Two drone incidents, one in which involved drones reportedly penetrating to the heart of Moscow, illustrate how drone warfare continues to dictate the tempo in the skies over Russia and Ukraine.
The first incident occurred earlier this week when video showed a drone flying toward the Kremlin and then exploding. According to media accounts, there were actually two drones and the other was disabled.
Moscow has claimed this could have been an assassination attempt on Russian President Vladimir Putin. The US has denied any foreknowledge of the incident and some have claimed it might be some kind of “false flag” conspiracy. However, what is clear is that a drone was involved and it came to the heart of Moscow.
In another incident caught on video on Thursday evening, a Turkish-made Bayraktar TB2 drone is reportedly seen flying over central Kyiv before being shot down by an air defense missile. The Bayraktar is a type of drone that can carry missiles. Ukraine used such drones during the opening days of the Russian invasion last year.
Since then, the two dozen Ukrainian-owned Turkish drones have mostly been neutralized by Russian air defenses or put out of action. Recent reports claimed Ukraine may have signed a new deal with the maker of the drones but it is unclear what Ukraine is procuring in that deal.
The recent footage shows that Ukraine apparently had to down its own drone because it was out of control. Tech and automotive news website The Drive notes that “the Ukrainian Air Force claims that control of the drone was lost and the decision to destroy it was made in order to avoid ‘unwanted consequences.’”
What is and is not clear about drones in Russia and Ukraine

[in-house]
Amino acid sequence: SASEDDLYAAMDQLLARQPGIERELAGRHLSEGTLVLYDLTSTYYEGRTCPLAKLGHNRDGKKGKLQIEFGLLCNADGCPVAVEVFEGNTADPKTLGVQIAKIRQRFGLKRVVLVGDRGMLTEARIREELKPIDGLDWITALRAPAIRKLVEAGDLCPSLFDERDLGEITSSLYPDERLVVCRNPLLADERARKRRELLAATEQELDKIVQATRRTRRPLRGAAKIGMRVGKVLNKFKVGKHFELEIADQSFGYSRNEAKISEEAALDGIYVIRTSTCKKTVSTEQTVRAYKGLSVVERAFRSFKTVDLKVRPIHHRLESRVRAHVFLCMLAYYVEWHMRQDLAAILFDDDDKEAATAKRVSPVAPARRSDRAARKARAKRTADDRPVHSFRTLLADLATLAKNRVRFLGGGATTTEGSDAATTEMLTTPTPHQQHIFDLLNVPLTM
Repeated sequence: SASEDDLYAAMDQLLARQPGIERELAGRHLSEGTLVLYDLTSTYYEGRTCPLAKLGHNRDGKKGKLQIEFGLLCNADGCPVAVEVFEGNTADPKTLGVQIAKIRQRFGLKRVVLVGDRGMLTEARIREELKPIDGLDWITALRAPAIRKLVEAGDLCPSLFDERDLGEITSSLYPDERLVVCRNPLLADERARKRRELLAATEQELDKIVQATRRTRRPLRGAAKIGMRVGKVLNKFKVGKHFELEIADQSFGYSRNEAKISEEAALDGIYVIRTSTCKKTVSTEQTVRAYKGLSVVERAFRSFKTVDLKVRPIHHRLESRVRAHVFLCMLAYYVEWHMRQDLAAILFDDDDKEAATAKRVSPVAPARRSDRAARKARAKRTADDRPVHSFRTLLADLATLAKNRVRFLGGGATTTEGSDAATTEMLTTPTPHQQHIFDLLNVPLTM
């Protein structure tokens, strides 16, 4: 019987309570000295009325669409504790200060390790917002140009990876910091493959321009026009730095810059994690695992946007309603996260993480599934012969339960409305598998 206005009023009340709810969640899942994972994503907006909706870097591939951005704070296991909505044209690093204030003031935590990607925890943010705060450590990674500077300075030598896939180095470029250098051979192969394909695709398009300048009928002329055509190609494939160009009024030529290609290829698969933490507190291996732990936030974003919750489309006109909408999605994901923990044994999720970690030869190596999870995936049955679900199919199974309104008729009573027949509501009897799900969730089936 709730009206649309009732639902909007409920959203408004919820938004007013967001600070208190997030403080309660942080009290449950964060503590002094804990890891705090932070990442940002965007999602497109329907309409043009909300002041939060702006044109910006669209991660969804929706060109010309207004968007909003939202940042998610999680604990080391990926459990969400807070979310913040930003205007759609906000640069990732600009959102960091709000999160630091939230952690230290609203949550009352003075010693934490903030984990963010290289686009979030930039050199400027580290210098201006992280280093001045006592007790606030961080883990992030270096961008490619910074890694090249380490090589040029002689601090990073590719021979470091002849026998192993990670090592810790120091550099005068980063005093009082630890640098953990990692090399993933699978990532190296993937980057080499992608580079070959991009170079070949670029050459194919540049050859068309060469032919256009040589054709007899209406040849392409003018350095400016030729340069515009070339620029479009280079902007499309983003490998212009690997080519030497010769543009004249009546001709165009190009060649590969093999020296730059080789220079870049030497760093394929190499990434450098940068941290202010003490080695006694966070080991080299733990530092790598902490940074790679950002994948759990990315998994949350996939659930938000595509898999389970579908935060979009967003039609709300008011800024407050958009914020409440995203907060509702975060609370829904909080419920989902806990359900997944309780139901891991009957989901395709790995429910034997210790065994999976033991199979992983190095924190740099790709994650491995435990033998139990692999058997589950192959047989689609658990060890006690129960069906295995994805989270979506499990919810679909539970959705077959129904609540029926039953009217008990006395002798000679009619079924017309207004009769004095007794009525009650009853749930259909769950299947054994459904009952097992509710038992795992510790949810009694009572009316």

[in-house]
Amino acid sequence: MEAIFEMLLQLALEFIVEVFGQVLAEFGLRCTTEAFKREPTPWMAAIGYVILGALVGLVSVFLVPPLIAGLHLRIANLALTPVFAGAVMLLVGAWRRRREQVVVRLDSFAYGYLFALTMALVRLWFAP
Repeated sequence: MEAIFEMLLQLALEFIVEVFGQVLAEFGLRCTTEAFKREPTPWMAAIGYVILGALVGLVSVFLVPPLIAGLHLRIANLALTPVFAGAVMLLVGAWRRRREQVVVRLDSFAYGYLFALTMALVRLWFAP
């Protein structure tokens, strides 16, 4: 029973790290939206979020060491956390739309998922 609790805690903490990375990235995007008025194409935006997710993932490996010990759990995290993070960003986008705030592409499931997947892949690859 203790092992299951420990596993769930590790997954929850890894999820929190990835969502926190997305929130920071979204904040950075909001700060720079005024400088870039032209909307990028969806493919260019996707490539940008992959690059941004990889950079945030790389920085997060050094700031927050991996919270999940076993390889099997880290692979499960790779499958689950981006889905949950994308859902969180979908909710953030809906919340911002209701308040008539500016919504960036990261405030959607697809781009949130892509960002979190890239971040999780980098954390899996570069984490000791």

How did the drone end up over Kyiv and why was Ukraine suddenly using Bayraktars when they hadn’t been using them for many months? The details are unclear.
What is clear is that drones continue to dominate the narratives in the conflict and help dictate its tempo. Ukraine and Russia both possess drones.
Russia uses Iranian-made drones to carry out kamikaze attacks and continued to do so throughout the war. Ukraine uses western-made drones, locally made drones and also the Turkish Bayraktars. The Bayraktars have proven less successful than earlier press reports indicated. They are not very fast and they can be brought down by air defenses.
The Bayraktars work better for Turkey’s uses in Syria and Iraq where there are no air defenses to stop them. Ankara also has tried to sell them to African countries.
Bayraktars, like the US Predator, work best in uncontested airspace. However, the Iranian-made kamikaze drones also have proven that they can’t help Russia win the war. Moscow uses them to terrorize civilians, but Ukrainian air defenses have proven more effective at downing them.
The two drone incidents, one over Moscow and one over Kyiv, show that drones can fly into the heart of the capital city of both countries. In neither incident, however, is a war-winning strategy clear. Drones can’t win wars and they aren’t being used in masses or swarms. This shows that drone technology must increase a lot for the machines to be effective. At president the drones are like the biplanes of the First World War, an exotic and interesting addition to the war effort, but not yet the war winners that planes would prove in the Second World War.